- TEMPERATURE: 60 – 80 degrees F (16 – 27 degrees C)
- LIGHT: Moderate to bright, indirect
- HUMIDITY: Low
- SAFETY: Toxic to people, dogs and cats
- DIFFICULTY: Easy
Pothos (Epipremnum aureum), also known as Devil’s Ivy or Golden Pothos, is one of the best houseplants for beginners. It was one of the first plants I ever owned and successfully kept alive. Tolerance of a wide range of lighting and humidity is one reason for its popularity.
This beautiful foliage plant produces trailing or climbing vines and large, heart-shaped leaves that create a tropical effect. It’s equally lovely in a hanging basket or with the stems trained to trail down furniture or around the room.
Pothos vines reach up to 8 feet (2.4 m) in length and individual leaves reach up to 6 inches (15 cm). The leaves start out green but develop irregular yellow variegation as they grow. Some varieties have white markings instead of yellow.
Over-watering is one of the only big mistakes you can make with Pothos. It can’t stand water-logged soil, and it always tolerates dryness better than too much water.
Allow soil to dry within 1 inch (2.5 cm) of the surface between waterings. I insert my finger into the soil to the first knuckle. If the soil feels dry, it’s time to water. If it still feels moist, I wait another day and test the soil again.
Pothos tolerates normal household humidity levels well, and has no special requirements in this category. There’s no need to place it near a humidifier, mist it, or place on a humidity tray.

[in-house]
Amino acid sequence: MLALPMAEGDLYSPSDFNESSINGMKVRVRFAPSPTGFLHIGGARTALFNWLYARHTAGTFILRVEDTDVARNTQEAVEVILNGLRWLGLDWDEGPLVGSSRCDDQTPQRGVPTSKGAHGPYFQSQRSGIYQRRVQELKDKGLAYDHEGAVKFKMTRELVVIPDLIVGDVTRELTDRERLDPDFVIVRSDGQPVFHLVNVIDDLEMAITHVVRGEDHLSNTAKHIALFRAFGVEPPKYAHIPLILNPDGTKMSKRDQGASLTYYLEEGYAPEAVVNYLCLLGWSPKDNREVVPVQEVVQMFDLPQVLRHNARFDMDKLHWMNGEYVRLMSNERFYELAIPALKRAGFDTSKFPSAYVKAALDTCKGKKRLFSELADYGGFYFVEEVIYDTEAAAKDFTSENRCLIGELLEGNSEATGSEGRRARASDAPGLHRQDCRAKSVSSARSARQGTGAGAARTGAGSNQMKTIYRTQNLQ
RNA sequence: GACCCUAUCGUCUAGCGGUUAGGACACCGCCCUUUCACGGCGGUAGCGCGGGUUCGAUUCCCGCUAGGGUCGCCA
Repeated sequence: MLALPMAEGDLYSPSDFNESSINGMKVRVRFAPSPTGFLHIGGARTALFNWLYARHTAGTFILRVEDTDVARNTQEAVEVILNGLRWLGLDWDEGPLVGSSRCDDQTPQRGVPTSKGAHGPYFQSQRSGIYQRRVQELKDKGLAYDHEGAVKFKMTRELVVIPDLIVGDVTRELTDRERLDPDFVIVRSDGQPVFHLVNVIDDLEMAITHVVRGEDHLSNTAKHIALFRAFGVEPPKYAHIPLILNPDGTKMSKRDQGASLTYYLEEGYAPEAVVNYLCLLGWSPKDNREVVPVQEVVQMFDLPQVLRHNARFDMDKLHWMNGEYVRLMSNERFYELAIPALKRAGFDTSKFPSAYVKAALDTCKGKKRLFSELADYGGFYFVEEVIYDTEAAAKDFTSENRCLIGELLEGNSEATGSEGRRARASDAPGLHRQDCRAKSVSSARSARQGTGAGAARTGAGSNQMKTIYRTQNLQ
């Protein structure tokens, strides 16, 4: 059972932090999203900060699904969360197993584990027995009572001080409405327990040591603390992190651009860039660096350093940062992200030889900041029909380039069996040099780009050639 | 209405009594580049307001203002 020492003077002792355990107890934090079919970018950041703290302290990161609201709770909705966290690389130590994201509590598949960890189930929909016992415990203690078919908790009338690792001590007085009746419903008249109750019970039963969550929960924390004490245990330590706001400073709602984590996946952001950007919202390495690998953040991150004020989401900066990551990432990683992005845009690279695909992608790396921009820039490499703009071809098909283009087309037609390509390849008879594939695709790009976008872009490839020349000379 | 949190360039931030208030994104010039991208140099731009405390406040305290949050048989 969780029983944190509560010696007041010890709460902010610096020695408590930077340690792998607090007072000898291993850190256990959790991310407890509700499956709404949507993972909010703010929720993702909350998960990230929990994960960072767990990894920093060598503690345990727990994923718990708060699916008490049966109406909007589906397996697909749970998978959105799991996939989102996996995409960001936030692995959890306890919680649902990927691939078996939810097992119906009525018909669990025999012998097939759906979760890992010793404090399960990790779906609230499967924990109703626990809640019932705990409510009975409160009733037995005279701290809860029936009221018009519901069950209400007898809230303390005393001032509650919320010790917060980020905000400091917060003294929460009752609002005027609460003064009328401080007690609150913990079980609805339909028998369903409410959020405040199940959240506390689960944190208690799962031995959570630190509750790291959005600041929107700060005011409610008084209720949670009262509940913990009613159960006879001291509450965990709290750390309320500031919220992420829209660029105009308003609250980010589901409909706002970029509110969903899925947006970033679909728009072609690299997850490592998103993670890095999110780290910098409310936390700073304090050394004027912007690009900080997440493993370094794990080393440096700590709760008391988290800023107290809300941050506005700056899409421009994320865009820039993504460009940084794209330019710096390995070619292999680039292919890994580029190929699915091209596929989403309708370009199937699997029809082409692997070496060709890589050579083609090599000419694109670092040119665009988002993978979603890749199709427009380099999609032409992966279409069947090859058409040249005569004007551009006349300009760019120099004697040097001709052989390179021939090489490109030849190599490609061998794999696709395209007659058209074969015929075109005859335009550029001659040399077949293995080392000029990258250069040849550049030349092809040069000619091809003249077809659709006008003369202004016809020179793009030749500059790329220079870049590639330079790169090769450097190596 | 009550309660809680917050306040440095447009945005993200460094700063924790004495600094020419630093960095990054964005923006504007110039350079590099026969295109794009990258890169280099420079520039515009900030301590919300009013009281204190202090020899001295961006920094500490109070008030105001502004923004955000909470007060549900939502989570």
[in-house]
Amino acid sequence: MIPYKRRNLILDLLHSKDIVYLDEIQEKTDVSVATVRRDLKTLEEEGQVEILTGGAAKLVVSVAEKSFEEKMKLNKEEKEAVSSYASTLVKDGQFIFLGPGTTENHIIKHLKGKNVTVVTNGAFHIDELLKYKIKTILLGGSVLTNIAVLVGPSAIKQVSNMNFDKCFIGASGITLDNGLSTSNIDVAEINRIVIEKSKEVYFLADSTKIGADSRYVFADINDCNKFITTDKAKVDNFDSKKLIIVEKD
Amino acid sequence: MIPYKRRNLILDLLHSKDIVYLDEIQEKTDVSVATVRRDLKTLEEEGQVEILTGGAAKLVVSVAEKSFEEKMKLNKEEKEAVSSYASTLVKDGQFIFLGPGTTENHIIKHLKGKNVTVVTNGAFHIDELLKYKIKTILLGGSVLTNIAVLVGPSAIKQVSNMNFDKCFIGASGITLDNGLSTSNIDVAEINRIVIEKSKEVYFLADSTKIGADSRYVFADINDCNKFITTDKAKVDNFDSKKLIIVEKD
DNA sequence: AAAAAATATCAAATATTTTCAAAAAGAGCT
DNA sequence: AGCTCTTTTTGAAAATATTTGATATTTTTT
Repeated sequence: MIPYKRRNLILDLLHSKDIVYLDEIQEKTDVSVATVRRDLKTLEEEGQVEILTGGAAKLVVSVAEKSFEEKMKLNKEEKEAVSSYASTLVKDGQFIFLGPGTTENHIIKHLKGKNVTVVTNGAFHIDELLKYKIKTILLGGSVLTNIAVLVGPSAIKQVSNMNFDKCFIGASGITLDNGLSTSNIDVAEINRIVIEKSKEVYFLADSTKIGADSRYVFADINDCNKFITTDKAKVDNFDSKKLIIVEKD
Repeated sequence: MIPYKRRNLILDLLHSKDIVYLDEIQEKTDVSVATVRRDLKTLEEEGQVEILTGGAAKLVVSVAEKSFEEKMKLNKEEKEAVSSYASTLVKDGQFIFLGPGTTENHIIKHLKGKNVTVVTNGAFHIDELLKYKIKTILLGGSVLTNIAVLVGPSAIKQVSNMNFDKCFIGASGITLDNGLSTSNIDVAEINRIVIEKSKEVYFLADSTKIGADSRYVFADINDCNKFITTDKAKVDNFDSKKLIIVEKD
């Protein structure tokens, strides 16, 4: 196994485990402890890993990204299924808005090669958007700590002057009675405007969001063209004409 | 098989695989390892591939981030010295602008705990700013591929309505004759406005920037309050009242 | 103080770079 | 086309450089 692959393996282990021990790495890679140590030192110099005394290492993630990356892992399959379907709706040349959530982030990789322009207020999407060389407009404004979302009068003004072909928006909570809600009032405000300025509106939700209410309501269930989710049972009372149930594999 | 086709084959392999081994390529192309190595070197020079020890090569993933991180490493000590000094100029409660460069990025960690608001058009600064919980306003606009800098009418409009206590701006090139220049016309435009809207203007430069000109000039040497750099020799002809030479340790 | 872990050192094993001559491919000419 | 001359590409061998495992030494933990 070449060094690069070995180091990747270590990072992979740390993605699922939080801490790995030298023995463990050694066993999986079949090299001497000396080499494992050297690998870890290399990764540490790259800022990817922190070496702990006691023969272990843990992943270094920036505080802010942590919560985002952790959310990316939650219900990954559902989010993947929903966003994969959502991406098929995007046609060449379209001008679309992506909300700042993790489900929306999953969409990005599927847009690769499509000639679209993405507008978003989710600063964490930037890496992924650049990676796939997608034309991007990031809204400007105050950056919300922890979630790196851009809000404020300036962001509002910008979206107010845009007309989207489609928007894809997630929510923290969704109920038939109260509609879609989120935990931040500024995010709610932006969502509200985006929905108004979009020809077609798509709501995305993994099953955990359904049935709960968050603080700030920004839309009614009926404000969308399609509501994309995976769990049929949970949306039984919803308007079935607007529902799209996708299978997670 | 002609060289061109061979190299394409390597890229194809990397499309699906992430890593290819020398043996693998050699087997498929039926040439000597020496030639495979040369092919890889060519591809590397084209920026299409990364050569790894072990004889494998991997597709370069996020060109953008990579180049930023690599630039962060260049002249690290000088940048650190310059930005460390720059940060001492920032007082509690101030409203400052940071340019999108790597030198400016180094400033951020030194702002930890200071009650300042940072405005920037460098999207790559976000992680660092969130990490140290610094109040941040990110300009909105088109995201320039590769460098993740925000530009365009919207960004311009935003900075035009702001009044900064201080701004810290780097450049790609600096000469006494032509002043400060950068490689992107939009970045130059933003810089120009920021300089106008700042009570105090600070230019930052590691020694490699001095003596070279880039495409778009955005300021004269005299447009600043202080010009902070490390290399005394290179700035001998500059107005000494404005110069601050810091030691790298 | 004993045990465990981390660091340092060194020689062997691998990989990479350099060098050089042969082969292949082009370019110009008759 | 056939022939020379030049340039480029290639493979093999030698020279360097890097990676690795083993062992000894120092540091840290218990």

However, you can keep your Pothos near other plants with higher humidity requirements and it will be fine. It can even tolerate a daily misting or being near a humidifier. It’s not a fussy plant, which makes it easy to grow in most situations.
Feed your Pothos plant once every two weeks in spring through fall with a balanced houseplant fertilizer. In winter, reduce feeding to once a month.
My favorite houseplant fertilizer is Jack’s All-Purpose, but any all-purpose food will work. (Read my review of Jack’s Fertilizer to see why I love it so much.) I use it on all my houseplants, except those that need special nutrients like cacti and succulents.
In my experience, Pothos can tolerate low light situations – but growth will be much slower and the beautiful variegated leaf pattern will not appear. For the best results, place in bright, indirect light for most of the day to encourage fast growth.
My Pothos sits in an east-facing windowsill where it gets a few hours of direct sun in the morning and bright, indirect light the rest of the day. It thrives in this location. Before I moved it here, it struggled to grow in a window under an awning that only provided low light.
Warning: Too much direct sun will burn the leaves, so be careful! Bright, indirect light for six to eight hours a day is best.
Pothos thrives in average indoor room temperatures of 60 – 80 degrees F (16 – 27 degrees C). Never allow the temperature to drop below 60 degrees F (16 degrees C) at night.